If you aren’t comfortable with walking on skis, I would recommend you to do a lot of training on that part. If you have some skills there you save a lot of energy. Norwegians tend to think that they are very good on skis but good balance is not enough. You also need technique. Most important is to glide on your skis. If you don't do that you might as well walk on your shoes, and don't use your arms to much, keep them low.

For my own part I do a lot of cycling, running and tire hauling with a backpack to stay in shape for my expeditions.

In Norway we have a saying that you don't get more fun than you make on your own.

It’s the same with challenges and obstacles. They don't get any bigger than you make them to be. Just remember, anything is possible as long as you set your mind to it. It’s a promise!

Christian Iversen Styve, born 1984, is from Voss in the western part of Norway. He moved to Oslo in 2006 to study finance. He is currently studying law, “but travels too much to make time for exams :)”

Christian started working at Sportsnett, the leading expedition and outdoor store in Norway, in 2008. “We regular serve people with equipment going to the Poles, Greenland or Everest; people from all over the world; it’s not uncommon that people travel all the way from Australia.”

He added, “The founder and former owner, Sjur Mørdre, sparked my interest for longer expeditions with his many stories from his 12 crossings of Greenland. My first go on the Icecap was in May 2010 with a friend of mine. Just 100 km into the expedition he experienced complications with his knee. It ended with us both being flown out. Just three months later I went back with Christian Eide and did a crossing from east to west. Starting in Isortoq and ending at the same spot as Nansen came down to the fjord in Austmannadalen. Christian taught me the tricks of the trade and is one of the main reasons for my success at Greenland. We are really good friends today and he is one of my main sources of information when it comes to expeditions.”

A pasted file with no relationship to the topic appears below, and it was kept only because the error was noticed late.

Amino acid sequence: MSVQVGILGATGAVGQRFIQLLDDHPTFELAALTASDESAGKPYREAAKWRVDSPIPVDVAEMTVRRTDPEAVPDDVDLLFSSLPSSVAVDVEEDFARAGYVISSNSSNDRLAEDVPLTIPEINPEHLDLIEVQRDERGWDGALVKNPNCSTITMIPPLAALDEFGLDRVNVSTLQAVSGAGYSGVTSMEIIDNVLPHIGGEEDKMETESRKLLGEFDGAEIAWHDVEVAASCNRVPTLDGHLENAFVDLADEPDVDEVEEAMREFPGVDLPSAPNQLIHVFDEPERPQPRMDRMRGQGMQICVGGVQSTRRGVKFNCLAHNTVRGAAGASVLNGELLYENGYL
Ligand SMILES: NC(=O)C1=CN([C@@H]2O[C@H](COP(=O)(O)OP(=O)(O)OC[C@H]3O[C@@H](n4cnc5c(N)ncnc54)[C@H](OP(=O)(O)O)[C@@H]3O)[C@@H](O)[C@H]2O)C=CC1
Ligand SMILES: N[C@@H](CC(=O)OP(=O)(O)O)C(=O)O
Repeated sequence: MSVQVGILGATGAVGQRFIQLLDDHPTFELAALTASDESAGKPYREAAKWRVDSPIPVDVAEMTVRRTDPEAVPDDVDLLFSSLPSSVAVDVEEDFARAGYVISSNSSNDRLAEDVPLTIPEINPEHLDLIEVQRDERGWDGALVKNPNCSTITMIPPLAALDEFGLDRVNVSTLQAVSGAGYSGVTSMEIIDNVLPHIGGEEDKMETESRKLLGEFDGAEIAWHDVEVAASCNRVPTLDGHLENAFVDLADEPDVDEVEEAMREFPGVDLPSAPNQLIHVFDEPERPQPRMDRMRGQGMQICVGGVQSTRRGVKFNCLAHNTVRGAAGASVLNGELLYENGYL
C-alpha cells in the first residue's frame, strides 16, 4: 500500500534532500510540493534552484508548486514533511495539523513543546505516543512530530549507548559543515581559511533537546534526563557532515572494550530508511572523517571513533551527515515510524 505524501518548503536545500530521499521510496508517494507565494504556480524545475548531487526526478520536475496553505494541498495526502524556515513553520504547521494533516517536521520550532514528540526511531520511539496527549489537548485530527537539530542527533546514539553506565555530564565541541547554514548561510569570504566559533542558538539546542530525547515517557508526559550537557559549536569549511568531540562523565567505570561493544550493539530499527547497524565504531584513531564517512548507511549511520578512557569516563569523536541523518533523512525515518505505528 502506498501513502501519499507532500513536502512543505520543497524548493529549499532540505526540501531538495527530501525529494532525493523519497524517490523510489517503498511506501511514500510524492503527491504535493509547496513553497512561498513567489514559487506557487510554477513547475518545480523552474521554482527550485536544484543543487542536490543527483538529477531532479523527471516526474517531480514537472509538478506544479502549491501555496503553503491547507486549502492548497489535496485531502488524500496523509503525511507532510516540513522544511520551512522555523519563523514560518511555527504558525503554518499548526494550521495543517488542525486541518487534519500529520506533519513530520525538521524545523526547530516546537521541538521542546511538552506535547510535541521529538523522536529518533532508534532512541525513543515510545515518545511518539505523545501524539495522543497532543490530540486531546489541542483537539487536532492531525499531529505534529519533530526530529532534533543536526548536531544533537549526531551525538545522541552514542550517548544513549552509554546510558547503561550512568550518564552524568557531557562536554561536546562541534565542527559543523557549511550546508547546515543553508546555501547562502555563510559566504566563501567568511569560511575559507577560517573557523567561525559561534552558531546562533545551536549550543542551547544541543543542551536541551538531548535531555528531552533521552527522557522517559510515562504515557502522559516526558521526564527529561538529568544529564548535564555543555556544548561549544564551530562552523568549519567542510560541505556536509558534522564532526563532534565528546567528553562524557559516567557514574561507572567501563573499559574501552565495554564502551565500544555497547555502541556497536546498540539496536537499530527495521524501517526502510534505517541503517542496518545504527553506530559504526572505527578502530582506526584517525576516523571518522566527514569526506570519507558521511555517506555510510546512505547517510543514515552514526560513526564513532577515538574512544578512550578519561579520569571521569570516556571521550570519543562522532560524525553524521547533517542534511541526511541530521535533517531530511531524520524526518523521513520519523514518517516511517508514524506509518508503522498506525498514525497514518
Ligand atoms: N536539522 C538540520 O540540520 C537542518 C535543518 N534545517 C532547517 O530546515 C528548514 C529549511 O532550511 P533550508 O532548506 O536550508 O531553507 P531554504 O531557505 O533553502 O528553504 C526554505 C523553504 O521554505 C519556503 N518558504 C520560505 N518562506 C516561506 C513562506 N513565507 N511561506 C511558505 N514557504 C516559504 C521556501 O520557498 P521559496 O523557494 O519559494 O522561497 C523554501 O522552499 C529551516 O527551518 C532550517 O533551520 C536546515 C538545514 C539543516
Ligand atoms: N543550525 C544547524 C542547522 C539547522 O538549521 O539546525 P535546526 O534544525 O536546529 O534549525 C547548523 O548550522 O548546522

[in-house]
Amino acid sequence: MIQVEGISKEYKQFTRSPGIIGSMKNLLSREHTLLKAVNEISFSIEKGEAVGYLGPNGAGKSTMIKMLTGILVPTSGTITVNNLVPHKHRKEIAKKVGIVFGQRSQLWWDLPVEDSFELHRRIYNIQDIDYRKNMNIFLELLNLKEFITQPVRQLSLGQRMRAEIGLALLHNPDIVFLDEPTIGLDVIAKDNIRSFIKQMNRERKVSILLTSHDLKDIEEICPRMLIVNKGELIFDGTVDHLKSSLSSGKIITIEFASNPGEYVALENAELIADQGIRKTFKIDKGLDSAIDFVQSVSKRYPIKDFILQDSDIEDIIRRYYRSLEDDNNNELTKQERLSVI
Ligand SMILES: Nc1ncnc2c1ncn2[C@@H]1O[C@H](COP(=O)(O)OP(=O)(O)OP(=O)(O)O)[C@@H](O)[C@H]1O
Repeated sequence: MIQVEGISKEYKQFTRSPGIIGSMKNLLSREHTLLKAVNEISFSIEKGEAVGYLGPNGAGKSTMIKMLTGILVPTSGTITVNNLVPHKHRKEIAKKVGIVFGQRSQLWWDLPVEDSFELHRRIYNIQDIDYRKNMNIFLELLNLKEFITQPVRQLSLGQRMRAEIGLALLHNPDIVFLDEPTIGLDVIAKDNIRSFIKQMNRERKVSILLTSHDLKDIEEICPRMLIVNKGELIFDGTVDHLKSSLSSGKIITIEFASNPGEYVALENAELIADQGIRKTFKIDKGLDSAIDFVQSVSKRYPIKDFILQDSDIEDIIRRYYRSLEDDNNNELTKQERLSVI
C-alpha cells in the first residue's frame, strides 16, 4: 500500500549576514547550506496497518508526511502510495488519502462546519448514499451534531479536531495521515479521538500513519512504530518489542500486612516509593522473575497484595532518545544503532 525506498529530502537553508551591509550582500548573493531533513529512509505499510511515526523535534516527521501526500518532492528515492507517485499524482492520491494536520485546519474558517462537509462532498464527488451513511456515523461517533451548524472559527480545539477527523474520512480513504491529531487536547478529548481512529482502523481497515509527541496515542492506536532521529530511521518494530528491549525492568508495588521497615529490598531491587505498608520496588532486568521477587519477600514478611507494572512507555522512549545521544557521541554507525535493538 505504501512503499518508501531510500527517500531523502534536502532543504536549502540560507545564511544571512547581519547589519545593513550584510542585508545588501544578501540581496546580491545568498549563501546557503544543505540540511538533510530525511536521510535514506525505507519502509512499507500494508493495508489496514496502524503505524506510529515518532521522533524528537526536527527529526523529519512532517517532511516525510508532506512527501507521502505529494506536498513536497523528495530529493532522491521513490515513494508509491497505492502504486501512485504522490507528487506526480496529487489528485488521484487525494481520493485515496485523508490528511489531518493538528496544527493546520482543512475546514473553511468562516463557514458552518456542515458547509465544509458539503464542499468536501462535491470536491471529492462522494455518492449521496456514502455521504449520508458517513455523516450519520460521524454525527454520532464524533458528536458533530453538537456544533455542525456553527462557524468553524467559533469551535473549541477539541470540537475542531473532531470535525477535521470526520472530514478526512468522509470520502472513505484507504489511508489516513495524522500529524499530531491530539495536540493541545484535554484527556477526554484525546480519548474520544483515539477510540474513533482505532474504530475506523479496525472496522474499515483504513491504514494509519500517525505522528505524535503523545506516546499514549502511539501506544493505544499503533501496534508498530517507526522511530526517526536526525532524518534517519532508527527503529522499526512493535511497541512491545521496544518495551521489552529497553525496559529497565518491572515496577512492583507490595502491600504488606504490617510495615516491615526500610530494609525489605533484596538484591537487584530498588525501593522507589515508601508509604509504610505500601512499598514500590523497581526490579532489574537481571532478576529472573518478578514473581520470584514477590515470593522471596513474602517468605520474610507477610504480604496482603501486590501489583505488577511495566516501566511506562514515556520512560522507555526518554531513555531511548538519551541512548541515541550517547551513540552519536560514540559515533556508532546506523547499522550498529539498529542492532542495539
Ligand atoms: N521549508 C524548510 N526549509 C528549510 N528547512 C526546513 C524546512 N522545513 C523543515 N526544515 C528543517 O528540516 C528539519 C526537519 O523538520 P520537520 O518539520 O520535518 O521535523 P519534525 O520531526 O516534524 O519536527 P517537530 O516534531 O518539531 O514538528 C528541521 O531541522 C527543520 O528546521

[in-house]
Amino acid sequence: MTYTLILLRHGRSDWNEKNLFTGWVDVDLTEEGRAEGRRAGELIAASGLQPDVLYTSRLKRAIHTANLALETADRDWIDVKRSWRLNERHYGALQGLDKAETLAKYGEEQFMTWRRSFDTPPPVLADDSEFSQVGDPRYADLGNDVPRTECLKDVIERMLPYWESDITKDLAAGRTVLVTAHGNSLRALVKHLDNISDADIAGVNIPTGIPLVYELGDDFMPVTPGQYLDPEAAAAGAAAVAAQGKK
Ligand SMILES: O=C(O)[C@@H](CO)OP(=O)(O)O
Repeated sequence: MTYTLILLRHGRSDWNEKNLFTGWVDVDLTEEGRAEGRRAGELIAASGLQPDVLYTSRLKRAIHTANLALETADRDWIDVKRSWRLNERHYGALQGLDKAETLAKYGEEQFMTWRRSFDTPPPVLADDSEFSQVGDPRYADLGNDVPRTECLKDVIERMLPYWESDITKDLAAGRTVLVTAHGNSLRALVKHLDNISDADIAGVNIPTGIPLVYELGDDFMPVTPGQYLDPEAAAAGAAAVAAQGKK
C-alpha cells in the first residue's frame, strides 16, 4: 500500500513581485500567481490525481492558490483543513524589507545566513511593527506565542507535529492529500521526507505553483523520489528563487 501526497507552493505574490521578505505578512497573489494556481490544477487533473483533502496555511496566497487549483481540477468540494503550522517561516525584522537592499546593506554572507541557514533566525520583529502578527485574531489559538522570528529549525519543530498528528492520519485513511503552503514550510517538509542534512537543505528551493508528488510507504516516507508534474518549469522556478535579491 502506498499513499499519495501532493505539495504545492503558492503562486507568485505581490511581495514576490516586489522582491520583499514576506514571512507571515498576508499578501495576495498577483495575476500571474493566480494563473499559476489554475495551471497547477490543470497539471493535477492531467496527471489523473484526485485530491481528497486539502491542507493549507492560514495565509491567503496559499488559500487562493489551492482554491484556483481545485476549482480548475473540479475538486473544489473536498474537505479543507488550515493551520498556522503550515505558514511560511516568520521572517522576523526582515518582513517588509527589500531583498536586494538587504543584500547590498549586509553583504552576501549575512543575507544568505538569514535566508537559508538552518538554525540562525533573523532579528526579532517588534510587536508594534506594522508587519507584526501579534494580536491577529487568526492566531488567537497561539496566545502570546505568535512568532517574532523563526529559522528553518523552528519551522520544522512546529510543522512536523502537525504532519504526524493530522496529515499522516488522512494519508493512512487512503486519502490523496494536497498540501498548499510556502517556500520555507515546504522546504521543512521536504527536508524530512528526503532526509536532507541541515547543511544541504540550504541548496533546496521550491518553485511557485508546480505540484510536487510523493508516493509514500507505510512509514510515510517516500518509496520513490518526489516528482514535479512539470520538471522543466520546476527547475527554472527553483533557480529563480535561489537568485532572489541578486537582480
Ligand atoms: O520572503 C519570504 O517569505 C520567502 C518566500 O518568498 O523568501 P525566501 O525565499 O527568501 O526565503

“Two months after that, in May 2011, I was hired to do a crossing for the Norwegian expedition and adventure company, "Hvitserk"; in which Sjur Mørdre had a hand in founding as well. The same happened this year; the crossing I did now in May 2012 was for Hvitserk.”

As for future plans Styve says, “If all works out I will try to cross along the original Nansen route from Umivik to Austmannadalen this fall. We will see :)

Christian Styve also does a lot of trips in Norway. “Everything from family camps in the mountains and on glaciers, to expedition training on the Hardanger Plateau around Finse. I am also guiding a trip to Kilimanjaro in late September.

He says he has promised Sjur that he is going to beat his record of 12 Greenland crossings. “So this is just the beginning. Other major projects are on the drawing board: the South Pole and perhaps a solo project on Antarctica. Stay tuned! ;)”


#Polar #topstory #interview












“Baffin is by far one of the most stunning places on earth. Just the scenery takes your breath away several times a day.”
Image by Christian Iversen Styve courtesy Christian Iversen Styve
“For the most part [on Baffin Island] we walked on frozen rivers, fjords or lakes; with mountains everywhere.”
Image by Christian Iversen Styve
“Huge granite walls rising straight up, 1000 meters or more.”
Image by Christian Iversen Styve
"Snow mobiles would come to our rescue if we needed it. No SAR in form of a heli or something like that. This gave us a feeling of really being in the wilderness. "
Image by Christian Iversen Styve
“Baffin is famous for its howling winds, and for the most part it was windy all the time.”
Image by Christian Iversen Styve
“We brought a dog with us from Iqaluit. The dog slept outside during the night and would warn us if there were any bears around camp during the night.”
Image by Christian Iversen Styve
“The crevasse situation [on Greenland] was as expected, just some small ones. This is most due to the fact that the route I follow doesn't take us into crevasse fields.”
Image by Greta Jodal
“During daytime on the plateau on Greenland you just walk straight forward and spend most of your time thinking. That’s also really nice, but at times it can be a bit more challenging to keep focus on the right things.”
Image by Greta Jodal
Christian Styve, in the image: [challenges and obstacles] don't get any bigger than you make them to be. Just remember, anything is possible as long as you set your mind to it.”
courtesy Christian Iversen